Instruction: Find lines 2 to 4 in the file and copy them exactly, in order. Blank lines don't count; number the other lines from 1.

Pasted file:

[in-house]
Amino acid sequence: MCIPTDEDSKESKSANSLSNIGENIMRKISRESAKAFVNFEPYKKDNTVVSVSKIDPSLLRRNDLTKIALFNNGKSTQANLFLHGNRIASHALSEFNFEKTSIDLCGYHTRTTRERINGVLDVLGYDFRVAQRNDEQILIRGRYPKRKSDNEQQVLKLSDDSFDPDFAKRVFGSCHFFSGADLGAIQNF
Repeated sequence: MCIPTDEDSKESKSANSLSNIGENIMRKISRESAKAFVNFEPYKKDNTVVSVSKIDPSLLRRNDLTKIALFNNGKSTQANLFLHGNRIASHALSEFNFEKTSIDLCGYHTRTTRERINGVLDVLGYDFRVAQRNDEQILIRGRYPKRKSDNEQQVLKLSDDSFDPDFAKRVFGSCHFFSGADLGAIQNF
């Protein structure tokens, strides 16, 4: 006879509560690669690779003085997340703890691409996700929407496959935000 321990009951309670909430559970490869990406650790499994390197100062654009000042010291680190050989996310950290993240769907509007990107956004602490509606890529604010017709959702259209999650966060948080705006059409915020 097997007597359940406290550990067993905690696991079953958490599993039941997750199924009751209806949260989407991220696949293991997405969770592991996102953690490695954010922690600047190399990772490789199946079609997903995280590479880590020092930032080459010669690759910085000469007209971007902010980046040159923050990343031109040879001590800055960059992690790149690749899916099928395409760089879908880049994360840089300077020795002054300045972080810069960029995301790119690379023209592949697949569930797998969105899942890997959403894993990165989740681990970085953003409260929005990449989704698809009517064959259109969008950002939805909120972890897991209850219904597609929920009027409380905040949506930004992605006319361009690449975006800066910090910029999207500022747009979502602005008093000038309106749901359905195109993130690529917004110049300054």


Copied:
Amino acid sequence: MCIPTDEDSKESKSANSLSNIGENIMRKISRESAKAFVNFEPYKKDNTVVSVSKIDPSLLRRNDLTKIALFNNGKSTQANLFLHGNRIASHALSEFNFEKTSIDLCGYHTRTTRERINGVLDVLGYDFRVAQRNDEQILIRGRYPKRKSDNEQQVLKLSDDSFDPDFAKRVFGSCHFFSGADLGAIQNF
Repeated sequence: MCIPTDEDSKESKSANSLSNIGENIMRKISRESAKAFVNFEPYKKDNTVVSVSKIDPSLLRRNDLTKIALFNNGKSTQANLFLHGNRIASHALSEFNFEKTSIDLCGYHTRTTRERINGVLDVLGYDFRVAQRNDEQILIRGRYPKRKSDNEQQVLKLSDDSFDPDFAKRVFGSCHFFSGADLGAIQNF
């Protein structure tokens, strides 16, 4: 006879509560690669690779003085997340703890691409996700929407496959935000 321990009951309670909430559970490869990406650790499994390197100062654009000042010291680190050989996310950290993240769907509007990107956004602490509606890529604010017709959702259209999650966060948080705006059409915020 097997007597359940406290550990067993905690696991079953958490599993039941997750199924009751209806949260989407991220696949293991997405969770592991996102953690490695954010922690600047190399990772490789199946079609997903995280590479880590020092930032080459010669690759910085000469007209971007902010980046040159923050990343031109040879001590800055960059992690790149690749899916099928395409760089879908880049994360840089300077020795002054300045972080810069960029995301790119690379023209592949697949569930797998969105899942890997959403894993990165989740681990970085953003409260929005990449989704698809009517064959259109969008950002939805909120972890897991209850219904597609929920009027409380905040949506930004992605006319361009690449975006800066910090910029999207500022747009979502602005008093000038309106749901359905195109993130690529917004110049300054």